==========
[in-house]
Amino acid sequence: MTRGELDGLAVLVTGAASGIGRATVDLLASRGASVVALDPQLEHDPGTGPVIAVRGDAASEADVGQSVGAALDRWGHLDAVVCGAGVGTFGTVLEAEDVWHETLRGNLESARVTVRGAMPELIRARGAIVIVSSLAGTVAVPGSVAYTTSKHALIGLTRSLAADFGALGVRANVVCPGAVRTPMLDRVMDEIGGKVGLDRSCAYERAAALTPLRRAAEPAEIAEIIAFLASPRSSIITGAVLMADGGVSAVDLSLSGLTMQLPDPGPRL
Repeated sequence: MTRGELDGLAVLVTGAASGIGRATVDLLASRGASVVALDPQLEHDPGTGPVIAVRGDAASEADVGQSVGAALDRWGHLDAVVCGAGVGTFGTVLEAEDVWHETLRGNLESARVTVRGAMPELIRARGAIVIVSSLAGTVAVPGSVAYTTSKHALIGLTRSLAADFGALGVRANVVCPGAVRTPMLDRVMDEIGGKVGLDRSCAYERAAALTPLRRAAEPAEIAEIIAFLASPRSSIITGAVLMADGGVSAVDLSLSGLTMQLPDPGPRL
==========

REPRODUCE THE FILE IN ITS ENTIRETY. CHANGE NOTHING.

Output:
[in-house]
Amino acid sequence: MTRGELDGLAVLVTGAASGIGRATVDLLASRGASVVALDPQLEHDPGTGPVIAVRGDAASEADVGQSVGAALDRWGHLDAVVCGAGVGTFGTVLEAEDVWHETLRGNLESARVTVRGAMPELIRARGAIVIVSSLAGTVAVPGSVAYTTSKHALIGLTRSLAADFGALGVRANVVCPGAVRTPMLDRVMDEIGGKVGLDRSCAYERAAALTPLRRAAEPAEIAEIIAFLASPRSSIITGAVLMADGGVSAVDLSLSGLTMQLPDPGPRL
Repeated sequence: MTRGELDGLAVLVTGAASGIGRATVDLLASRGASVVALDPQLEHDPGTGPVIAVRGDAASEADVGQSVGAALDRWGHLDAVVCGAGVGTFGTVLEAEDVWHETLRGNLESARVTVRGAMPELIRARGAIVIVSSLAGTVAVPGSVAYTTSKHALIGLTRSLAADFGALGVRANVVCPGAVRTPMLDRVMDEIGGKVGLDRSCAYERAAALTPLRRAAEPAEIAEIIAFLASPRSSIITGAVLMADGGVSAVDLSLSGLTMQLPDPGPRL